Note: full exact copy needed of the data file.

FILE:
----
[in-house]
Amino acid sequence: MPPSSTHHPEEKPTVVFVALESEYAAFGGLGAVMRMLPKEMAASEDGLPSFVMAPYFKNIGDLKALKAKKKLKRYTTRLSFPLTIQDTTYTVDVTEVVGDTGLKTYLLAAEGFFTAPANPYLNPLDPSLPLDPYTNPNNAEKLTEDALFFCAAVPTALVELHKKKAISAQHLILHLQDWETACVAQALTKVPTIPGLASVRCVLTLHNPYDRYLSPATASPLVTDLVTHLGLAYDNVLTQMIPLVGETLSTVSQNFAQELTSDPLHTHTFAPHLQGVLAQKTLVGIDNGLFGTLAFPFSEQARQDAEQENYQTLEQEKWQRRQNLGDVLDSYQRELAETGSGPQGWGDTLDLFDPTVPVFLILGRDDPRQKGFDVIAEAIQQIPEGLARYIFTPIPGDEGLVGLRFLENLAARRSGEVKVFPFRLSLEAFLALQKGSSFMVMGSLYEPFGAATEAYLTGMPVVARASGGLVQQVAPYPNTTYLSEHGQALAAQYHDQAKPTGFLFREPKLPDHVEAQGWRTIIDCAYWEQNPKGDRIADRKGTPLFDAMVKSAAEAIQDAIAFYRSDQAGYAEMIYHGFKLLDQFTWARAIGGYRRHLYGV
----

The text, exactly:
[in-house]
Amino acid sequence: MPPSSTHHPEEKPTVVFVALESEYAAFGGLGAVMRMLPKEMAASEDGLPSFVMAPYFKNIGDLKALKAKKKLKRYTTRLSFPLTIQDTTYTVDVTEVVGDTGLKTYLLAAEGFFTAPANPYLNPLDPSLPLDPYTNPNNAEKLTEDALFFCAAVPTALVELHKKKAISAQHLILHLQDWETACVAQALTKVPTIPGLASVRCVLTLHNPYDRYLSPATASPLVTDLVTHLGLAYDNVLTQMIPLVGETLSTVSQNFAQELTSDPLHTHTFAPHLQGVLAQKTLVGIDNGLFGTLAFPFSEQARQDAEQENYQTLEQEKWQRRQNLGDVLDSYQRELAETGSGPQGWGDTLDLFDPTVPVFLILGRDDPRQKGFDVIAEAIQQIPEGLARYIFTPIPGDEGLVGLRFLENLAARRSGEVKVFPFRLSLEAFLALQKGSSFMVMGSLYEPFGAATEAYLTGMPVVARASGGLVQQVAPYPNTTYLSEHGQALAAQYHDQAKPTGFLFREPKLPDHVEAQGWRTIIDCAYWEQNPKGDRIADRKGTPLFDAMVKSAAEAIQDAIAFYRSDQAGYAEMIYHGFKLLDQFTWARAIGGYRRHLYGV